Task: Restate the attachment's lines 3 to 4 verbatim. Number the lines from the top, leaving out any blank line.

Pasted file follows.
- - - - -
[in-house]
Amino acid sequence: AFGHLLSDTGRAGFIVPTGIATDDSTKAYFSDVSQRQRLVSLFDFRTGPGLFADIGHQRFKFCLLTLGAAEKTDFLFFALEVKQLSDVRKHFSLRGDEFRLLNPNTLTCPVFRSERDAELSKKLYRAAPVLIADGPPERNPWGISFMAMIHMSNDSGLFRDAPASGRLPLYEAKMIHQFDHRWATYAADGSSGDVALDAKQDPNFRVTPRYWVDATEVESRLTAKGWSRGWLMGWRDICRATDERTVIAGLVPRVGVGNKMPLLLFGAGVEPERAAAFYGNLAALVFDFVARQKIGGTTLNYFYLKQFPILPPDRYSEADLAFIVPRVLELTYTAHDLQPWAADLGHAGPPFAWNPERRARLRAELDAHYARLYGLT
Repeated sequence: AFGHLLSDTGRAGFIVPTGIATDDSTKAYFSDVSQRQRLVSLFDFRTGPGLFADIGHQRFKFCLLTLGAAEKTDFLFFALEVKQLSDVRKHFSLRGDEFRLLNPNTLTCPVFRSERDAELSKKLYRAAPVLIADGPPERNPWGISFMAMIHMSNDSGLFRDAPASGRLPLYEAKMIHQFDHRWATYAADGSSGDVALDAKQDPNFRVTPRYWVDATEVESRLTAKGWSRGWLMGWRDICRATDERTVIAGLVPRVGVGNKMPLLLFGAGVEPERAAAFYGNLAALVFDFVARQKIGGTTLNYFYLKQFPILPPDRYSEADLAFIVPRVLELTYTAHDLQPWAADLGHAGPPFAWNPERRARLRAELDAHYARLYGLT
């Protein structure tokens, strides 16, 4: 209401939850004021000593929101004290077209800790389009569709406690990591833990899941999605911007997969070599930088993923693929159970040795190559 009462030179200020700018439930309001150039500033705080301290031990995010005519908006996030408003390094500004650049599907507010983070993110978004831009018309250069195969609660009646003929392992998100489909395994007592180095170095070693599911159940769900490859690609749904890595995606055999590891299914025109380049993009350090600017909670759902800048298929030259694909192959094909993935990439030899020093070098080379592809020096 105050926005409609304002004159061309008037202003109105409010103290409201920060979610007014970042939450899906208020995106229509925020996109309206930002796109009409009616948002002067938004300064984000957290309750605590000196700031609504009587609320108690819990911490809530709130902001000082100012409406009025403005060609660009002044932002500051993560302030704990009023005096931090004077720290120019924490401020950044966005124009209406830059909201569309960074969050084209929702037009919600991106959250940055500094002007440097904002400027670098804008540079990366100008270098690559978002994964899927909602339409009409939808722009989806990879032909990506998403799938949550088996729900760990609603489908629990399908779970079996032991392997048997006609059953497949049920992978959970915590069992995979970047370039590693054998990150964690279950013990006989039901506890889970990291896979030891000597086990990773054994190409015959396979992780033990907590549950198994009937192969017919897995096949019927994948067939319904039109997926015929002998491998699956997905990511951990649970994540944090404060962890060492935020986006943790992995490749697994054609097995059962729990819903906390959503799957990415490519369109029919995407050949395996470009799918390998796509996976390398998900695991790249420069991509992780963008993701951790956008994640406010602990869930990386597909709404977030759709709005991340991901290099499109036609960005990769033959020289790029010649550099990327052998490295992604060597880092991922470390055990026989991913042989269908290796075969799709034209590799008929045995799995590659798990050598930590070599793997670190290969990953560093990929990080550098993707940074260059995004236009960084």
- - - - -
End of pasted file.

Repeated sequence: AFGHLLSDTGRAGFIVPTGIATDDSTKAYFSDVSQRQRLVSLFDFRTGPGLFADIGHQRFKFCLLTLGAAEKTDFLFFALEVKQLSDVRKHFSLRGDEFRLLNPNTLTCPVFRSERDAELSKKLYRAAPVLIADGPPERNPWGISFMAMIHMSNDSGLFRDAPASGRLPLYEAKMIHQFDHRWATYAADGSSGDVALDAKQDPNFRVTPRYWVDATEVESRLTAKGWSRGWLMGWRDICRATDERTVIAGLVPRVGVGNKMPLLLFGAGVEPERAAAFYGNLAALVFDFVARQKIGGTTLNYFYLKQFPILPPDRYSEADLAFIVPRVLELTYTAHDLQPWAADLGHAGPPFAWNPERRARLRAELDAHYARLYGLT
């Protein structure tokens, strides 16, 4: 209401939850004021000593929101004290077209800790389009569709406690990591833990899941999605911007997969070599930088993923693929159970040795190559 009462030179200020700018439930309001150039500033705080301290031990995010005519908006996030408003390094500004650049599907507010983070993110978004831009018309250069195969609660009646003929392992998100489909395994007592180095170095070693599911159940769900490859690609749904890595995606055999590891299914025109380049993009350090600017909670759902800048298929030259694909192959094909993935990439030899020093070098080379592809020096 105050926005409609304002004159061309008037202003109105409010103290409201920060979610007014970042939450899906208020995106229509925020996109309206930002796109009409009616948002002067938004300064984000957290309750605590000196700031609504009587609320108690819990911490809530709130902001000082100012409406009025403005060609660009002044932002500051993560302030704990009023005096931090004077720290120019924490401020950044966005124009209406830059909201569309960074969050084209929702037009919600991106959250940055500094002007440097904002400027670098804008540079990366100008270098690559978002994964899927909602339409009409939808722009989806990879032909990506998403799938949550088996729900760990609603489908629990399908779970079996032991392997048997006609059953497949049920992978959970915590069992995979970047370039590693054998990150964690279950013990006989039901506890889970990291896979030891000597086990990773054994190409015959396979992780033990907590549950198994009937192969017919897995096949019927994948067939319904039109997926015929002998491998699956997905990511951990649970994540944090404060962890060492935020986006943790992995490749697994054609097995059962729990819903906390959503799957990415490519369109029919995407050949395996470009799918390998796509996976390398998900695991790249420069991509992780963008993701951790956008994640406010602990869930990386597909709404977030759709709005991340991901290099499109036609960005990769033959020289790029010649550099990327052998490295992604060597880092991922470390055990026989991913042989269908290796075969799709034209590799008929045995799995590659798990050598930590070599793997670190290969990953560093990929990080550098993707940074260059995004236009960084």